there are few that are setup like this. There are at least two tables that won't be able to move a huge data to their decendents. too busy.

    Moreover setting these indiviually violates term generic. Demand is "Create a generic prune SP".

    regards

  9. #9
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    Quote Originally Posted by Cougar8000 View Post
    declare c1 cursor for select * from .... ;

    load from c1 of cursor ..... ;

    followed by to purge

    IMPORT from /dev/null .... ;

    Does LOAD FROM ct OF CURSOR work inside SP.

    I'm having problem.

    regards

  10. #10
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    ADMIN_CMD procedure


    Quote Originally Posted by DBFinder View Post
    Does LOAD FROM ct OF CURSOR work inside SP.

    I'm having problem.

    regards
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  11. #11
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    Well, let's not get into what 'generic' means

    If the tables are huge, you initial proposal of deleteing row by row in a cursor and then inserting it will be a performance killer and so will be my trigger 'idea'

    I think it may be a good idea to do two stored procs :
    a) Copy data older than n days (or whatever your criteria is) from the main table to its history using load from cursor
    b) Take the table, delete criteria and commitcount as input . if the table in question has 'history data' requirement call the procedure in a. Then go ahead and delete the data ...

    For deleting the data, you can use the example I have given in my previous post. Delete with Fetch first n rows only in the subquery is easier to code and maintain than using the cursor and deleting it.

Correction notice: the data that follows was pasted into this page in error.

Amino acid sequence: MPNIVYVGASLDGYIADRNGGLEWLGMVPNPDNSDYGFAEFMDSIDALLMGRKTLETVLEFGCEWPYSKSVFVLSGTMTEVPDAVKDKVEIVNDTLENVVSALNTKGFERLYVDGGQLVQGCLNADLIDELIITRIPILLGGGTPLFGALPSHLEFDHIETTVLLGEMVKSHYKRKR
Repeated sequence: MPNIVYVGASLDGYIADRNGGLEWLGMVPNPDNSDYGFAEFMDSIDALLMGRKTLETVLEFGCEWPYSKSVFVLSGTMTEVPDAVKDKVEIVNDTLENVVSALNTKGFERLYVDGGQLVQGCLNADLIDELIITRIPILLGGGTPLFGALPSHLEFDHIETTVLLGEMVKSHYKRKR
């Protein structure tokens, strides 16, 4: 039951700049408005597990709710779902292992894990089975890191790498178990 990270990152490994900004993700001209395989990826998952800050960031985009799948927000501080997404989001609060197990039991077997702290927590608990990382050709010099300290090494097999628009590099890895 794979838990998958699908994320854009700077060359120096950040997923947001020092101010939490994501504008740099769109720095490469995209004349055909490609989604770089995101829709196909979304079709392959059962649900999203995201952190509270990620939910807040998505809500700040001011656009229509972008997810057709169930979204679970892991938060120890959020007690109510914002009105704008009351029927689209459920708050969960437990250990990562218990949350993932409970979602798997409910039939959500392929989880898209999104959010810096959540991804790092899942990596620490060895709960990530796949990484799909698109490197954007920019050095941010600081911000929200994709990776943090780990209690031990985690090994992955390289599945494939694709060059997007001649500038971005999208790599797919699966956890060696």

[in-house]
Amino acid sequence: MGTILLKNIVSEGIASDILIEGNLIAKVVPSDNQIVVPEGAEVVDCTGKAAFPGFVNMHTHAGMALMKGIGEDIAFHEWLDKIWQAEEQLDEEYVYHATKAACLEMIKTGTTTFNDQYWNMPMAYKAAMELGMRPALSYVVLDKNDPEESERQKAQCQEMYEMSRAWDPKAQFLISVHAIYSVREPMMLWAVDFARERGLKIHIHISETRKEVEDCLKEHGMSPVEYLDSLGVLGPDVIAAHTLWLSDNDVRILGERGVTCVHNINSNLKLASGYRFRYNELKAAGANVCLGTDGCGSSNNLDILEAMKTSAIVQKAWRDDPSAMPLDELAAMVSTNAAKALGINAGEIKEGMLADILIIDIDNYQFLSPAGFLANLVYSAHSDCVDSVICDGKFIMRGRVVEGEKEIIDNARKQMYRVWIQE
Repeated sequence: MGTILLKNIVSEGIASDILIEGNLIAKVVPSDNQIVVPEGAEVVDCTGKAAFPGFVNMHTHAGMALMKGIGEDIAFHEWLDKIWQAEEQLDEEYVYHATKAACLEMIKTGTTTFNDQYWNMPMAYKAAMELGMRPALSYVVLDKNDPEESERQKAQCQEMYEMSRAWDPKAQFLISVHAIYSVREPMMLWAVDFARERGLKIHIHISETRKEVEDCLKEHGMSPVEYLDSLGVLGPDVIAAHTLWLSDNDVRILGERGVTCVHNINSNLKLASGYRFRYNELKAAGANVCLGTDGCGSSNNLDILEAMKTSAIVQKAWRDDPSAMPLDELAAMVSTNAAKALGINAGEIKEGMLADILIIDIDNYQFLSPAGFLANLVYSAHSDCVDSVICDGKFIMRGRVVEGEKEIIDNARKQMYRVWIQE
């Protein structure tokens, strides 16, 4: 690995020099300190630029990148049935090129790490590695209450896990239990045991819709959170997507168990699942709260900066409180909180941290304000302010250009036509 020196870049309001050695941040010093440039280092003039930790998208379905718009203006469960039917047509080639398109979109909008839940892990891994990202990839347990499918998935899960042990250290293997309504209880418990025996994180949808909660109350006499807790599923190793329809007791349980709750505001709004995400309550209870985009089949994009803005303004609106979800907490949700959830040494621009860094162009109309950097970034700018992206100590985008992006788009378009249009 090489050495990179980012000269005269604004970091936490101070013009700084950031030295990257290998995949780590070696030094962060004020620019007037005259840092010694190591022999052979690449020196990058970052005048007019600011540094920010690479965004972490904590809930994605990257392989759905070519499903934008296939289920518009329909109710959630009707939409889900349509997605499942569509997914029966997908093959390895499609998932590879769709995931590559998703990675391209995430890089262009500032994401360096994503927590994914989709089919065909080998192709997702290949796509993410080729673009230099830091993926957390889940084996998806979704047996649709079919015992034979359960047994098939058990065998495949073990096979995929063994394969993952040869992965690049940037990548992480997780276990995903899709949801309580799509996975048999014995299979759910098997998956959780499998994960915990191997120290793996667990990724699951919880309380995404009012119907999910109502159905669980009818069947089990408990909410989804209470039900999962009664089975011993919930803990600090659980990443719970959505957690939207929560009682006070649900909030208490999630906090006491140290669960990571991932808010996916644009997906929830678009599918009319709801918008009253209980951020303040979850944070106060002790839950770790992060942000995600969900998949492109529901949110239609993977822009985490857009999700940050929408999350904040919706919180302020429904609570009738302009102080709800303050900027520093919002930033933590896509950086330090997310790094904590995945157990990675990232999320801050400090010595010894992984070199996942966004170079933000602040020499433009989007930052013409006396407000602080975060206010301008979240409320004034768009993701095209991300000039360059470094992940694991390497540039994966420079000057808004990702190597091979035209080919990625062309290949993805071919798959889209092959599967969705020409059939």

In the above steps, the history table will contain all data, even if the data is not deleted. Therefore logic for selecting data to load into the table needs to handle this. But the advantage is that you copy the data in one step and therefore have lesser impact on performance.

    HTH

    Sathyaram




    Quote Originally Posted by DBFinder View Post
    Yes, you are absolutely right.

    there are few that are setup like this. There are at least two tables that won't be able to move a huge data to their decendents. too busy.

    Moreover setting these indiviually violates term generic. Demand is "Create a generic prune SP".

    regards
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  12. #12
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    Good,

    I will test this technique and hope this will be much better than the one we are using currently.

    Thanks for your help.

    Regards

    DBFinder

  13. #13
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    LOADing in SP

    Hi,

    Can anyone help me find the mistake here.

    create procedure TestLoad()
    specific TestLoad
    language sql

    P1: BEGIN
    declare v_sql VARCHAR(200);
    declare v_stmt statement;
    declare cur cursor for select * from ssg_test fetch first 200 rows only;

    set v_sql='call SYSPROC.ADMIN_CMD('||chr(39) ||'load from cur of cursor insert into ssg_test_history nonrecoverable'||chr(39)||')';


    Execute Immediate v_sql;


    END P1
    @
    Error:

    D:\SGILL>db2 call TestLoad()
    SQL0104N An unexpected token "cursor" was found following "OF". Expected
    tokens may include: "ASC". SQLSTATE=42601
    If I change V_SQL as
    set v_sql='call SYSPROC.ADMIN_CMD('||chr(39) ||'load from ( select * from ssg_test fetch first 200 rows only) of cursor insert into ssg_test_history nonrecoverable'||chr(39)||')';

    Then it works

    D:\SGILL>db2 call TestLoad()

    Return Status = 0
    Any help on this ??

    Regards

  14. #14
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    Provided Answers: 1
    If you look at the syntax for using LOAD with ADMIN_CMD here:

    LOAD using ADMIN_CMD - IBM DB2 9.7 for Linux, UNIX, and Windows

    You will see that your second example (that works) is the correct syntax. Evidently, you can't reference a previously Declared Cursor like you can in a normal Load. You 'define' the cursor by putting the SQL statement in the Load statement.

    Here is an example:

    LOAD FROM (SELECT * FROM T1) OF CURSOR INSERT INTO T2

  15. #15
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    Thanks,

    You are right, sorry that I missed it while reading.

    Regards